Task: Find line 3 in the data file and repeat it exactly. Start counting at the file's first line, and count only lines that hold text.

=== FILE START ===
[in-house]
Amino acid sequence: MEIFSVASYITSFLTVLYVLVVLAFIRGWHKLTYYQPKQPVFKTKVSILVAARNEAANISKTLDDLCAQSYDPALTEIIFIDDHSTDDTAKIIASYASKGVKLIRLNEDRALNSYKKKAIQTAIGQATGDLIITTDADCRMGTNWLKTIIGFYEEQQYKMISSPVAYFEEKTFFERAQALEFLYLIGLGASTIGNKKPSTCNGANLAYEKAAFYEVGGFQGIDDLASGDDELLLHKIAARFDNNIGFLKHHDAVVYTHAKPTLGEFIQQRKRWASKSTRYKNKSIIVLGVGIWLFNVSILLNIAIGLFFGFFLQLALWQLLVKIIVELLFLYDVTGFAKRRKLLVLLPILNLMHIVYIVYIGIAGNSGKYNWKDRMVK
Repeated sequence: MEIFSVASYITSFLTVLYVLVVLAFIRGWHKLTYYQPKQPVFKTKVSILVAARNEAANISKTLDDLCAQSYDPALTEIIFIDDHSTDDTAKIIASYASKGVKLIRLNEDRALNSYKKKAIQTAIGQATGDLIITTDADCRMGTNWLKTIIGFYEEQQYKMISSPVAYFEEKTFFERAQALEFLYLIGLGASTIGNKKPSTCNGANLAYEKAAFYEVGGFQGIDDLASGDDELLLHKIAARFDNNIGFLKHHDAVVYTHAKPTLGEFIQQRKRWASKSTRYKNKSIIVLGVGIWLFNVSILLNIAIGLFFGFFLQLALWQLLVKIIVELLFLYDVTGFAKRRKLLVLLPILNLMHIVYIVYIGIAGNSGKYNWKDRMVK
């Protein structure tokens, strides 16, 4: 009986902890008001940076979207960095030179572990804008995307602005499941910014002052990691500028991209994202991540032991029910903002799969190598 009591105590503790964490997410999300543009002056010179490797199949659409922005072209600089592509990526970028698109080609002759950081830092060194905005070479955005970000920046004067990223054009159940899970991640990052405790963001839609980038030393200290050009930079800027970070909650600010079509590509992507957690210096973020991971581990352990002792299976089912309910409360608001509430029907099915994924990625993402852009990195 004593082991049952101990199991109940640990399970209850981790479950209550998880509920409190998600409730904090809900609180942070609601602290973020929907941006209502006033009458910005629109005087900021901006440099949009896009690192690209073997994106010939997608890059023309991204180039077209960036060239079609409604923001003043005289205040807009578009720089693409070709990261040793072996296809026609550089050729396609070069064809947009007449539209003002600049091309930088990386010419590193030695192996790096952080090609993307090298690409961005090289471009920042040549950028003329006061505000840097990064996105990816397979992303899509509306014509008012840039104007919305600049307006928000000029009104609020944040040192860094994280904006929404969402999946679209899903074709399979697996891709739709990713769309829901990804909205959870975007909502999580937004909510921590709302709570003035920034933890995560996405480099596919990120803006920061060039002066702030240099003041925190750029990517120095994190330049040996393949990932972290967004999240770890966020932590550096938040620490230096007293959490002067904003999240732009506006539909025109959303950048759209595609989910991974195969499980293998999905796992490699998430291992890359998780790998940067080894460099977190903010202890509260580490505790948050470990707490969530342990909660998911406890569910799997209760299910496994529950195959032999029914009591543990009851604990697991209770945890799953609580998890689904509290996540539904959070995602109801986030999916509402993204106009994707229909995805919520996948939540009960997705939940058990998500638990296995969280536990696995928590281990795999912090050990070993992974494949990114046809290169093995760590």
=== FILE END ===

Repeated sequence: MEIFSVASYITSFLTVLYVLVVLAFIRGWHKLTYYQPKQPVFKTKVSILVAARNEAANISKTLDDLCAQSYDPALTEIIFIDDHSTDDTAKIIASYASKGVKLIRLNEDRALNSYKKKAIQTAIGQATGDLIITTDADCRMGTNWLKTIIGFYEEQQYKMISSPVAYFEEKTFFERAQALEFLYLIGLGASTIGNKKPSTCNGANLAYEKAAFYEVGGFQGIDDLASGDDELLLHKIAARFDNNIGFLKHHDAVVYTHAKPTLGEFIQQRKRWASKSTRYKNKSIIVLGVGIWLFNVSILLNIAIGLFFGFFLQLALWQLLVKIIVELLFLYDVTGFAKRRKLLVLLPILNLMHIVYIVYIGIAGNSGKYNWKDRMVK